Place on Earth where 10 percent of the population sees everything in black and white

(ORDO NEWS) — In 1775, a typhoon hit Pingelap Atoll in the Pacific Ocean, leaving only 20 people alive, including the king.

Hundreds of years later, this circumstance will become for the population the cause of complete color blindness in a significant part of the population.

Color blindness is a decrease in the ability to see colors or distinguish colors. According to the National Eye Institute, green-red color blindness affects about 8 percent of men and 0.5 percent of women of northern European origin.

However, on Pingelap Atoll, 10 percent of the population has an even rarer condition, achromatopsia, or total color blindness.

People with this disease cannot see any colors at all. They see everything only in black, white and gray, since they completely lack functional cones that perceive color.

In addition, people with complete achromatopsia may also experience high sensitivity to light, reduced visual acuity, and involuntary eye movements. This, in the Pingelap people, is an extremely rare condition.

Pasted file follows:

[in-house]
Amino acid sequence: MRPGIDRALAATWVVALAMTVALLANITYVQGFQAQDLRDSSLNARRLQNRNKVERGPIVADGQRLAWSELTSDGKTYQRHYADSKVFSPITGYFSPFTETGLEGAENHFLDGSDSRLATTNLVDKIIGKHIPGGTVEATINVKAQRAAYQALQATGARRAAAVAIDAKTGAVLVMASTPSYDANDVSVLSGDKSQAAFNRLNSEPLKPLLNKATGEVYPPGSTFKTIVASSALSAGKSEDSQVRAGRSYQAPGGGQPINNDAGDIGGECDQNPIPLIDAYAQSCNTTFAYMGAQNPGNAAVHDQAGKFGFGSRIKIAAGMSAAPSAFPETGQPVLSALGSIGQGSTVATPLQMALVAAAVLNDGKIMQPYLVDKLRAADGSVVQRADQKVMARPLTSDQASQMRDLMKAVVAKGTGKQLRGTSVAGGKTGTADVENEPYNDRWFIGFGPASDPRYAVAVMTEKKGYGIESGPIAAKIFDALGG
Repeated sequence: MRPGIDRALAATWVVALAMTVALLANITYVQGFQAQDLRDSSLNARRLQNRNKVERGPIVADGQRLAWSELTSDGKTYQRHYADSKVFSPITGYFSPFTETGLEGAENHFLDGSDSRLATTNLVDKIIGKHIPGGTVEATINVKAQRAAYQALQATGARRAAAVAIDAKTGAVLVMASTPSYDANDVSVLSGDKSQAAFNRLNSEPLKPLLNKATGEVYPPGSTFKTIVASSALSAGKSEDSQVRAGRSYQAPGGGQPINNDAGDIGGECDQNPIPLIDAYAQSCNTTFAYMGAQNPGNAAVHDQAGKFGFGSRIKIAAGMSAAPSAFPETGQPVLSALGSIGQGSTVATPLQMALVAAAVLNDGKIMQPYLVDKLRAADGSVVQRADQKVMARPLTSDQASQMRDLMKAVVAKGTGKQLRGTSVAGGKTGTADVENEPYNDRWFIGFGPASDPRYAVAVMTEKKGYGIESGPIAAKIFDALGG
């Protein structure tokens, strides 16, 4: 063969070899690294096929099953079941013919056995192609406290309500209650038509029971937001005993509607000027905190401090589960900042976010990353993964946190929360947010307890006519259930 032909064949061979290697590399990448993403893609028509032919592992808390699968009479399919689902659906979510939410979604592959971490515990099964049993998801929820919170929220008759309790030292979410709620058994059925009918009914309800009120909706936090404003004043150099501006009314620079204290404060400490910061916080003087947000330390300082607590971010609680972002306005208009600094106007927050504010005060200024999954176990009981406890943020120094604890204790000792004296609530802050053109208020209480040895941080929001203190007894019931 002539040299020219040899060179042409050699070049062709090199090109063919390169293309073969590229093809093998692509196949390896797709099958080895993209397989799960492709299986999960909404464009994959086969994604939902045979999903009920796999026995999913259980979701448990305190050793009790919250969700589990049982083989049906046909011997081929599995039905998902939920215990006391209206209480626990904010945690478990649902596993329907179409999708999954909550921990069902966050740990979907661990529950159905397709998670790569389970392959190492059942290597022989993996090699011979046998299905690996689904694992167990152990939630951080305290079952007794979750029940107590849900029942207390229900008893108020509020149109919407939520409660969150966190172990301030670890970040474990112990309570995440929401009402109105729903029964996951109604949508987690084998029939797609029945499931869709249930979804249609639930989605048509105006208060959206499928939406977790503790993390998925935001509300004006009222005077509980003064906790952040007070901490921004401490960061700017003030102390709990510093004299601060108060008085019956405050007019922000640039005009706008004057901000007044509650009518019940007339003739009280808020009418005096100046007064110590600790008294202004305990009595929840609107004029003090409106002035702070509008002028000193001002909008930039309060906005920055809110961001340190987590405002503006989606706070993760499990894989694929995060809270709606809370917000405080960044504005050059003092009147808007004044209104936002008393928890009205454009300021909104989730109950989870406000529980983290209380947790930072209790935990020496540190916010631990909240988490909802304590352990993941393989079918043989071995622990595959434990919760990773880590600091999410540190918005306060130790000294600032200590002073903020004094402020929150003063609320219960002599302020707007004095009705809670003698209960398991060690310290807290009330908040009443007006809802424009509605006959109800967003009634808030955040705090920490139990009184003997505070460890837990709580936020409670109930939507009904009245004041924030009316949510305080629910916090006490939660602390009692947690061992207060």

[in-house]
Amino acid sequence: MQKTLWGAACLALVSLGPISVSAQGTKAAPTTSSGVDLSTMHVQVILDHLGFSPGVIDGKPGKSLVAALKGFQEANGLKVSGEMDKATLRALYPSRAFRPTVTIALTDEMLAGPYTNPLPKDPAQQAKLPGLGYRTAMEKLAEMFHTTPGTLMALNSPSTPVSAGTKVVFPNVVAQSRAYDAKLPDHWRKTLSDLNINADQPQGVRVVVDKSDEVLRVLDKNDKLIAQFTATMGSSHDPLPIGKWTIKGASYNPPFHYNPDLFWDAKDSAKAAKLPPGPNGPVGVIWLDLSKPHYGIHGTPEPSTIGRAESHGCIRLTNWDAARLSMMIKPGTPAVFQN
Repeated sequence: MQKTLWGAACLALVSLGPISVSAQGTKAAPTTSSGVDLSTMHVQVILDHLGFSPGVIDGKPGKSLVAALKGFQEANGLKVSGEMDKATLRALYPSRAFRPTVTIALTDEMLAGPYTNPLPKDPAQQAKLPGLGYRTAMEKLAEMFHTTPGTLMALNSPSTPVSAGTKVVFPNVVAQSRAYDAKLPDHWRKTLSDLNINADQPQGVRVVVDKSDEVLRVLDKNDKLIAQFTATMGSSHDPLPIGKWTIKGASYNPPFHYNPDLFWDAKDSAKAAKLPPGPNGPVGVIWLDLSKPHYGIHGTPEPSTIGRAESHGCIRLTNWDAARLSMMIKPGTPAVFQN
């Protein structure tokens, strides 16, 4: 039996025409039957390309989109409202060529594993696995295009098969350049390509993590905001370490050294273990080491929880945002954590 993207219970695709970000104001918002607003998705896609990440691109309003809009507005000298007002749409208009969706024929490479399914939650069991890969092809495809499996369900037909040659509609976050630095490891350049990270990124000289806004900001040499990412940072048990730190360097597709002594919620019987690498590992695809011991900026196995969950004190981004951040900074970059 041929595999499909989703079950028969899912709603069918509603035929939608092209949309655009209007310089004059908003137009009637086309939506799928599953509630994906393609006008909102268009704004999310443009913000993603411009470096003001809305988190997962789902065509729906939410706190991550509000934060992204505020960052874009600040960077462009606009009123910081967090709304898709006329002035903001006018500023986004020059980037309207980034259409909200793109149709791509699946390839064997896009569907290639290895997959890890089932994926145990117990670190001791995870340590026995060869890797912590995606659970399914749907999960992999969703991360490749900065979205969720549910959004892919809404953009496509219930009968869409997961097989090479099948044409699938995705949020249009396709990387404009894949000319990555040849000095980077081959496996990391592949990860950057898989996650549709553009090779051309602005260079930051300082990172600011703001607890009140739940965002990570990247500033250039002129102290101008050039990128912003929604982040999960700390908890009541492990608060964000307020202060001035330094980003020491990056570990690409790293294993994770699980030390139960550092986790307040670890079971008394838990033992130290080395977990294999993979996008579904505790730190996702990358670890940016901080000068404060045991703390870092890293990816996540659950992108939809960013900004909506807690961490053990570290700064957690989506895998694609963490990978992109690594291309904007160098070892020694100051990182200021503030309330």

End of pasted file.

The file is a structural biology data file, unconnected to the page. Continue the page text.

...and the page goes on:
Place on Earth where 10 percent of the population sees everything in black and white 2

So, when the typhoon of 1775 wiped out almost the entire population of Pingelap, 19 islanders survived on the atoll with their king. This will eventually cause eye problems on the island, as it is likely that the king had a recessive gene that caused the condition.

“Two brothers survived after Typhoon Lengkieki. Semenukhwe had one child, while Mwahuele left seven children by three wives, one of whom married a cousin, Semenukhwe’s daughter,” according to an article published in the American Journal of Human Genetics.

“Most likely, the gene was present even before Typhoon Lengkieki, coming from an earlier mutation, and was accidentally transmitted through Mwahuele to a few of the few survivors.”

With so few people on the atoll, many crosses occurred and the gene became dominant in the population. At the moment, such a mutation is observed in 1 person out of 30,000 worldwide.

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